interview if necessary. There are a range of options that can be provided by the
    DVSW:
         o An information package specifically tailored to the client’s needs
         o Ongoing support through follow up phone calls
         o Referral to relevant local agencies
         o Letters of support or other documentation which will increase access to
             appropriate services
         o Advice regarding the process for taking out an ADVO or TIO
• If an interview is warranted it is organised at The Woman’s Centre or some other
    agency. To protect the worker, interviews are never conducted at the victim’s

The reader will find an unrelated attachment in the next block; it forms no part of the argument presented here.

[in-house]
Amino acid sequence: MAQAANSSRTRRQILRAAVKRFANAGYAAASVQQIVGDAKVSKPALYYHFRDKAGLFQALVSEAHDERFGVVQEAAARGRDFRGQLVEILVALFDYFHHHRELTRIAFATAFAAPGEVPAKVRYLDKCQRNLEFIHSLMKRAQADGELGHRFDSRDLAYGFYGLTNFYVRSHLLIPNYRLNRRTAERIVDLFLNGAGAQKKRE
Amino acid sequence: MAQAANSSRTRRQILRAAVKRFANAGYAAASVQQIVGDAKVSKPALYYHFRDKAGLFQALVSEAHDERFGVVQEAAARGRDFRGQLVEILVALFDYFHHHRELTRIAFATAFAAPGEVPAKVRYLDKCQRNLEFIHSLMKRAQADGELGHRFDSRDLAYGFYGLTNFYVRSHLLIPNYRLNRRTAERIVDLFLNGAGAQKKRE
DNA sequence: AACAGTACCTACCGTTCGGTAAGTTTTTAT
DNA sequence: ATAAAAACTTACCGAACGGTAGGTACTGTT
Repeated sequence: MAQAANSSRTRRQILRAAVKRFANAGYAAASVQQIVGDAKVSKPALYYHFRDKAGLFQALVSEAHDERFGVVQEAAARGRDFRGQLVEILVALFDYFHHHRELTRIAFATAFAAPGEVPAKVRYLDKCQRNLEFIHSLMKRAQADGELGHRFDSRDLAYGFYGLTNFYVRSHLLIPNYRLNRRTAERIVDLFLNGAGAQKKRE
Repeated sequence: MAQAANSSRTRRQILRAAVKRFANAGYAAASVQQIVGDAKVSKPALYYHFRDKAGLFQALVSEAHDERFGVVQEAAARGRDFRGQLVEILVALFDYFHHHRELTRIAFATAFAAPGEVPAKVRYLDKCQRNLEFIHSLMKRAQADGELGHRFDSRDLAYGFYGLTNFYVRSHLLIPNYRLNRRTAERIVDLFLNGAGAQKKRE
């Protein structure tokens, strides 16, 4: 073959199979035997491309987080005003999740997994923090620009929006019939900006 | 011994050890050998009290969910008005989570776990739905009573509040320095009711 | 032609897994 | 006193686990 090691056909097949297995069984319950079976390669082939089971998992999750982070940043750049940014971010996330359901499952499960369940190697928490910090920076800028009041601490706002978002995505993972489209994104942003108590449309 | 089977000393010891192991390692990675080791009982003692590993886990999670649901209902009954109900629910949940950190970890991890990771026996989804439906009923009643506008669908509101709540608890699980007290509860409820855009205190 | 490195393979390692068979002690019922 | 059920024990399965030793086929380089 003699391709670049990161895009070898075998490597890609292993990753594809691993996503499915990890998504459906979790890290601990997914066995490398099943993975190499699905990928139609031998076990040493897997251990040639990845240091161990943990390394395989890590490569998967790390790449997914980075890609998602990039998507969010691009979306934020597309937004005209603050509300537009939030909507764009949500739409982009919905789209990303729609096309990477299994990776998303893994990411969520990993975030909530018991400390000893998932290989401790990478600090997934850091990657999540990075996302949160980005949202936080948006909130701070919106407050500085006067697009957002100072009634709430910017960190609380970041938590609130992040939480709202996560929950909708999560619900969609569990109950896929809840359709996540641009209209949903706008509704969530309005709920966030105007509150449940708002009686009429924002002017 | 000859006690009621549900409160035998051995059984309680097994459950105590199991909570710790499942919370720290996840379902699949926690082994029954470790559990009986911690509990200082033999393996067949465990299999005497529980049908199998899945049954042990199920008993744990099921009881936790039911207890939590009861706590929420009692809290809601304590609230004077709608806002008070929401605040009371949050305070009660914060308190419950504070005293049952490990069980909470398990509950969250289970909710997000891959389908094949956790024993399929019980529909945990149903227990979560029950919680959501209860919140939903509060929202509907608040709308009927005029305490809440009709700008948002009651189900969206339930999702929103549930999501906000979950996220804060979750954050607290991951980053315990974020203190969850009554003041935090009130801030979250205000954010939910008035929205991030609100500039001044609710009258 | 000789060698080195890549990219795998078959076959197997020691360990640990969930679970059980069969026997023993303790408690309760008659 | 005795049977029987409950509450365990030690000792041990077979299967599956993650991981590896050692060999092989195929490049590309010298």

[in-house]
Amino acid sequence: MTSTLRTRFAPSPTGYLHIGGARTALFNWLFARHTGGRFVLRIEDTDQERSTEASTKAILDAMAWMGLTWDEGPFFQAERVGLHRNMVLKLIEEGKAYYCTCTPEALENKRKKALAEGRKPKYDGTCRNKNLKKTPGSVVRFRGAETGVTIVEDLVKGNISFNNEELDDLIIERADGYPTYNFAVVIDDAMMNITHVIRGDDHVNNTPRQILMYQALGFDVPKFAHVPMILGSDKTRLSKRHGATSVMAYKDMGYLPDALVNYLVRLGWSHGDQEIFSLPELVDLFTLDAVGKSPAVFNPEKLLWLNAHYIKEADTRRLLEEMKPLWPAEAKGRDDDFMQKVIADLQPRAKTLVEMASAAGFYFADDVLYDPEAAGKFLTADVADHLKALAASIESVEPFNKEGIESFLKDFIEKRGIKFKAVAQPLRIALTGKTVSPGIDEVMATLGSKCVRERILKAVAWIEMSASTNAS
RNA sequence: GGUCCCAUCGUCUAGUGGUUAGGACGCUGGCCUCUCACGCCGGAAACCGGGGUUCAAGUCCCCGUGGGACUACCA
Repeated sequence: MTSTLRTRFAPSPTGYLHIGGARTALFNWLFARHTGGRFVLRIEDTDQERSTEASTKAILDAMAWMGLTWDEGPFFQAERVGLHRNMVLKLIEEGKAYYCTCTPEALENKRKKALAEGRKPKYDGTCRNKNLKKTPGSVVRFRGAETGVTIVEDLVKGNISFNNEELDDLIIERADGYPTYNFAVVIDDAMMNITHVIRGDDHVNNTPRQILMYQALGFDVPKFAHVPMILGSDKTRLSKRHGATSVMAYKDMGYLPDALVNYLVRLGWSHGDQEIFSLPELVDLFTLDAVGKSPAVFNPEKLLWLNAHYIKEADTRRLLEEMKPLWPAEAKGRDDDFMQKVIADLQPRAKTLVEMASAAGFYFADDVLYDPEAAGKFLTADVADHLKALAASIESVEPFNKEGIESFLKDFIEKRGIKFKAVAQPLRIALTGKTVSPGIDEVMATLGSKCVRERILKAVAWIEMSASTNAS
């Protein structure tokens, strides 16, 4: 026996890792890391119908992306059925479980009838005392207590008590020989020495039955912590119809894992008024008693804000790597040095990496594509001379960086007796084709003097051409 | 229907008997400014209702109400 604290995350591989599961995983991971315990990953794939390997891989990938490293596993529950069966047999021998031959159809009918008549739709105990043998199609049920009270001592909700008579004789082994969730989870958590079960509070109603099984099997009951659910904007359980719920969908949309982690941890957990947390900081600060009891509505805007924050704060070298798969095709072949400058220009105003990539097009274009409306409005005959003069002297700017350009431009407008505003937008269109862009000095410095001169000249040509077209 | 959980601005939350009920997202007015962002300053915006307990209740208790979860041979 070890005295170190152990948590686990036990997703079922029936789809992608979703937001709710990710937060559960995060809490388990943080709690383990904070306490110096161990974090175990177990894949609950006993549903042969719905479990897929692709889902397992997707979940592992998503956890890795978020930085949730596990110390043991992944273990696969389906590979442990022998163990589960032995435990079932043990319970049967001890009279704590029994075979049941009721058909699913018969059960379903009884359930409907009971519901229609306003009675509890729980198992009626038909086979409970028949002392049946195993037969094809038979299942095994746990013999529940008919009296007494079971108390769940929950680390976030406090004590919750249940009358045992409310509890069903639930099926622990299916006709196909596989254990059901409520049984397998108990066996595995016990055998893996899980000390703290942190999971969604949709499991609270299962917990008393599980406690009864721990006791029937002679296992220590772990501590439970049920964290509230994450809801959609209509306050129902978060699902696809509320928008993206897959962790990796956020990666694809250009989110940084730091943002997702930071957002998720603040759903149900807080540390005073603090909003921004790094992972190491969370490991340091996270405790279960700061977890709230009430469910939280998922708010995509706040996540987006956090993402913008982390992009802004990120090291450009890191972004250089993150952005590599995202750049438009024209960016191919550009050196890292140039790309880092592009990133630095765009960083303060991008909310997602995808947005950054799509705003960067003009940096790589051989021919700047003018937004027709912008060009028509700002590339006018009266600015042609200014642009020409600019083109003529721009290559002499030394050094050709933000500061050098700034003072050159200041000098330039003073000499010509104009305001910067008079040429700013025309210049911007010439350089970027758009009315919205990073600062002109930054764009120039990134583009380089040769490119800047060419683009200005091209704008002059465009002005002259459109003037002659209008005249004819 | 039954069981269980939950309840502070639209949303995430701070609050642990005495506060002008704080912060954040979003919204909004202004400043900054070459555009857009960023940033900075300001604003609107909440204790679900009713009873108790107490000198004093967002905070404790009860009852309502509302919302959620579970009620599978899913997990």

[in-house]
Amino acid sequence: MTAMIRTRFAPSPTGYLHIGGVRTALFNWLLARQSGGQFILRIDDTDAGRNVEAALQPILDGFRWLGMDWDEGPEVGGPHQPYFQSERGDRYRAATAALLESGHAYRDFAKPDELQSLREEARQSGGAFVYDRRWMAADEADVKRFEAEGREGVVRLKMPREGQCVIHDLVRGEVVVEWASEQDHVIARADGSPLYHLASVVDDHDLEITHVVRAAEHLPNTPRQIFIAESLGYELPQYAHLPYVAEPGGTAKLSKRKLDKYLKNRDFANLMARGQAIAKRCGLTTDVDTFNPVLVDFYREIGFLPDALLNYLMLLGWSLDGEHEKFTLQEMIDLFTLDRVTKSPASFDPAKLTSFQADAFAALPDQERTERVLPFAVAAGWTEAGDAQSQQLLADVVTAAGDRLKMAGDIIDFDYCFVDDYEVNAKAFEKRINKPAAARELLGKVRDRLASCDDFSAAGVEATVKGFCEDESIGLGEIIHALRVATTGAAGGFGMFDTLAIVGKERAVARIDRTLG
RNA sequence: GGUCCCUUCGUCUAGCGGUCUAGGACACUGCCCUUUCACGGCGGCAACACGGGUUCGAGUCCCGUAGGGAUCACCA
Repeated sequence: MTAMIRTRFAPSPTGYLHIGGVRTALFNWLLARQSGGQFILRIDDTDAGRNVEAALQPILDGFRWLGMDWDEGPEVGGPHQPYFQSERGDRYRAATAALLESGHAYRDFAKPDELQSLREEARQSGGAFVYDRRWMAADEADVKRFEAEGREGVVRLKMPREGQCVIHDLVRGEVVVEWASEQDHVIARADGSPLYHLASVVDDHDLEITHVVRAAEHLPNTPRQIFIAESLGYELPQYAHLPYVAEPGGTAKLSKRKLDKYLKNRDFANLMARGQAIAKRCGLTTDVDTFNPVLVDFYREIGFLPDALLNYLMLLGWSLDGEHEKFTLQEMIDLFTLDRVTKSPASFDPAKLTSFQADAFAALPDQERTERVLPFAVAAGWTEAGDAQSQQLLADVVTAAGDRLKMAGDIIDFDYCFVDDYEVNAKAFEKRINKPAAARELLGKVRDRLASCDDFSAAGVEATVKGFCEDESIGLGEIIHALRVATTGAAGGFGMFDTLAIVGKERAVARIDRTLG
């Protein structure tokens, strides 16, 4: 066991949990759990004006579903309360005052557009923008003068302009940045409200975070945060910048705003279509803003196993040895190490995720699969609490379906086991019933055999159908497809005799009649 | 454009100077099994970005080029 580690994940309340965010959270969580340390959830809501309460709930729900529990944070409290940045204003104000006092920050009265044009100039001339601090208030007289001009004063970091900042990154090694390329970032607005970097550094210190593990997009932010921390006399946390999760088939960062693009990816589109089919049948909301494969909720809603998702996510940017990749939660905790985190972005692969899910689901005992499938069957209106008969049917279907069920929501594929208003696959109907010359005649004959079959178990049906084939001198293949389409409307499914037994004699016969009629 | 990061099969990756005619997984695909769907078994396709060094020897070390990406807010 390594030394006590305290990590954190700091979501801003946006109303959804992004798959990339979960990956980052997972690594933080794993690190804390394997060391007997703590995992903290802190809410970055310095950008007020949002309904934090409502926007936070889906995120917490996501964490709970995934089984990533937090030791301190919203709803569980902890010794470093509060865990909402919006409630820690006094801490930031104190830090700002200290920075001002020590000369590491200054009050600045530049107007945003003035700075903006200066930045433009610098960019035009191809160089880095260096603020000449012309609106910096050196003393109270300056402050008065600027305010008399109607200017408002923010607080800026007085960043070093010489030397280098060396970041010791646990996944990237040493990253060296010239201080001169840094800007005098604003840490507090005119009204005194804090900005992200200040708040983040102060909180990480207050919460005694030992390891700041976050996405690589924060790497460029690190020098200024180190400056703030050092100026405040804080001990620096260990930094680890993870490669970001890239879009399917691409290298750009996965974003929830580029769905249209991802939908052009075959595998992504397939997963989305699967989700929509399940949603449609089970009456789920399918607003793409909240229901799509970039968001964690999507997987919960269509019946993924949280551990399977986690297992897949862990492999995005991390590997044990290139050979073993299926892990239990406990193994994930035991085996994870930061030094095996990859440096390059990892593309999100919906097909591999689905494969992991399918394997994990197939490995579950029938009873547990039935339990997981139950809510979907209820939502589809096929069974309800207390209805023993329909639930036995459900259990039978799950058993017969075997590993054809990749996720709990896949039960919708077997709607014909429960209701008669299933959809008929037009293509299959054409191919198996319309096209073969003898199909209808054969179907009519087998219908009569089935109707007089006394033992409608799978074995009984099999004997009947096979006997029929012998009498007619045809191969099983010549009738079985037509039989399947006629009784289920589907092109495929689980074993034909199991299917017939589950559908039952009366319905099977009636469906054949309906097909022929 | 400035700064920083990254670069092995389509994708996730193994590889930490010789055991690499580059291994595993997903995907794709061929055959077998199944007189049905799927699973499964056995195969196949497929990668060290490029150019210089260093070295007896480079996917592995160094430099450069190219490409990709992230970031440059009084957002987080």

home.
• If referral to another agency is appropriate the DVSW will call that service and
    arrange an appointment time as quickly as possible. Follow up with the referral
    agency confirms that the client has attended and received the appropriate
    service.
• If consent is not given or the yellow card is not signed by the victim, the DVSW
    will not make contact. However, in a number of cases, victims have utilised the
    service at a later date indicating that they felt they could not sign the card in front
    of the perpetrator.
• If the phone call is not answered, no message is left for the protection of the
    victim. It is best that the DVSW rings from a silent number so the phone call can
    not be traced through “caller ID”. This should be the case whether the DVSW is
    calling from home or the workplace.

Partnerships - Working with the Police
• A Memorandum of Understanding (see Appendix No 1) has been established
   between the Police Domestic Violence Liaison Officer (DVLO) at Campsie Police